Friday, July 31, 2009

Sit. Stay. Good blog reader.

Okay, so my last entry was a wee bit depressing. I get that way sometimes. What can I say? I'm over it. Nothing more to see here, people, move along, move along. Let us all forage ahead into this (new and much less emoish and/or low-on-meds) (but high on parentheses) post. I'll hold your hand, I promise.

Did you know that I'm a dog trainer? No? I am forced to point out that you must have been remiss in reading my profile. Go ahead, go check it out. I'll wait.


Yeah, it's short. I'm not one for going on and on when a few succinct sentences will do, as I'm sure you can tell by my concise, to-the-point, no frills previous entries.


Anyway, I fell into dog training when I needed a p/t job that would allow me to work around my husband's (then normal) working hours. My dilemma came in the fact that I'd rather clean all the bathrooms in Grand Central Station with my tongue* than work in customer service, yet I also keenly felt the need to avoid living in a cardboard box, screening my cell phone calls for creditors and my mother-in-law.


Being left with few options, I jumped on the opportunity to apply for the dog training position open at my local PetSmart. The minor detail that I'd never owned a dog didn't slow me down in the slightest. After all, how hard could it be? I lied my way through the interview and VoilĂ ! A new job was all mine.

Two years later, I left PetSmart as quote "the best trainer they'd ever had" unquote (thank you Manager Joe, you are obviously a man of keen and savvy business sense) to become the head trainer at my local humane society. Not only the head trainer, but also the program creator and curriculum writer. People, they *headhunted* me. I'm, like, all in charge and stuff. SO. RAD.

I no longer have to lie about my experience. Well, not much. There is still that bit about how I got started in the dog training world. Seriously, you expect me to tell clients I learned from PetSmart? Ha. Dream on.

The coolest thing is I *love* training. I dream of making training my full-time job, which due to the low pay for all non-Totally-Overboard-Dog-Whisperers and/or non-English-Dominatrix-But-Somehow-Still-Cute people such as myself, will not happen until my husband is recognized for the genius he is and given an approximately 92.8% raise. For now, I toil away the days as an Executive Secretary (impressive, no?) and spend my (precious little) spare time working hard as a free-lance trainer.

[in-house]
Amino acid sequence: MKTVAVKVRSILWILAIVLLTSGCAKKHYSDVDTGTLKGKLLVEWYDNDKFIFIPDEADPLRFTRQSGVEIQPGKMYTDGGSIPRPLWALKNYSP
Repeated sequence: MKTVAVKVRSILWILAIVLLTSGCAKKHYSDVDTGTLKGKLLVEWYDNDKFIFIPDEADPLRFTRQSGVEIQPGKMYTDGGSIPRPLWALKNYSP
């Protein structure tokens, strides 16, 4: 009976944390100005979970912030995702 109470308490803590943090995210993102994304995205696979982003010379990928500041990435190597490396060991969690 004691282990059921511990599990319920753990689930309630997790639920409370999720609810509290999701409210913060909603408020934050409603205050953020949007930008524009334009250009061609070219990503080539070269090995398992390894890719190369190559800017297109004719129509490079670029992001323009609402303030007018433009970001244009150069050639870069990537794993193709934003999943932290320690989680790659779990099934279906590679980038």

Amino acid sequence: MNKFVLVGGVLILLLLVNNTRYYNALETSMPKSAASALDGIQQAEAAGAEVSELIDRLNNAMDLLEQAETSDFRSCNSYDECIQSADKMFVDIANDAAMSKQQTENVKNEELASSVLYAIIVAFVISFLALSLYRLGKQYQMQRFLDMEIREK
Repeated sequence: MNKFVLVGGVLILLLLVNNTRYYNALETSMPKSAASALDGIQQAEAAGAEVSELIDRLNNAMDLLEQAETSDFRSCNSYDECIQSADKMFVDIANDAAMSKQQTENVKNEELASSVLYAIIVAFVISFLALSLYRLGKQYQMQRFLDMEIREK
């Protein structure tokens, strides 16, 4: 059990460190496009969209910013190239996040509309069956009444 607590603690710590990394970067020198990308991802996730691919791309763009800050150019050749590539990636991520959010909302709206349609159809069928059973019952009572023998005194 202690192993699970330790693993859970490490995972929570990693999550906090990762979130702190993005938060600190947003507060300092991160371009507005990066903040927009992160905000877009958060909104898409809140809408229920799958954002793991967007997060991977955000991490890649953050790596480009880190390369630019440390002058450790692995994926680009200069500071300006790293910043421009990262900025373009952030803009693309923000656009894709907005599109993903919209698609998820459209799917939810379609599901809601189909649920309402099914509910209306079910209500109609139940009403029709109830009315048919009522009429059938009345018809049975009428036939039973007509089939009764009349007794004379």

>>Note: You know that saying "choose a job you love and you'll never work a day in your life"? Two words: totalcompleteabsoluteutter bullshit. Missed the mark on that one, Confucius, my friend. Reeaaalllly missed the mark.<<

I've begun branching out to working with private clients and teaching things like agility and therapy training. Of course, I still have my classes at the humane society; my little program has taken off and is doing quite well for itself. Clients love me and are recommending me left and right. Well, maybe just left. ANYWAY. Point being, I'm making a (small, inconsequential) name for myself in my little town. Yee haw!

(If you ever tell anyone I said yee haw, I'll hunt you down and teach your dog to pee on your leg.)

(Don't doubt me. I have the power**.)

This past weekend, due to the (spectacular) behavior of dog that I (spectacularly) trained, I interviewed with a local vet who wants to be able to recommend a (spectacular) trainer to her clients in need. As a result of said interview, I now have a vet pimping my services. *And* she wants to me to run classes at her clinic.

I so rock.

I made business cards (which I would love to share with y'all because I worked really hard on them and they look freaking awesome and professional and not homemade at all but seeing as how they have my phone number on them I think I'll take Paranoid Interweb Guidelines and Why You Should Never Post Personal Info for $1000, Alex) and I am working on a tri-fold flyer (flier?) showcasing all my (spectacular) training services. I need to come up with hourly prices and packages and shiny pictures and a website and reference quotes from previous clients and OH MY GOD I'M A REAL PROFESSIONAL NOW.


I must needs go locate a mop, as my head has just exploded.

*gold star if you can name that one
**gold star and a cherry on top for that one

Tuesday, July 28, 2009

Living With the Lack of Me

On a random whim today I looked up an old childhood friend. We're talking from waaaay back, like pre-k back, childhood BFF. I figured it would be pretty much impossible to find her because, really, it's a big big world (points to anyone who knows that one) and her name isn't all that uncommon. Imagine my surprise when I was able to track her down in less than 30 minutes, and confirm it was definitely her in less than an hour. You know why?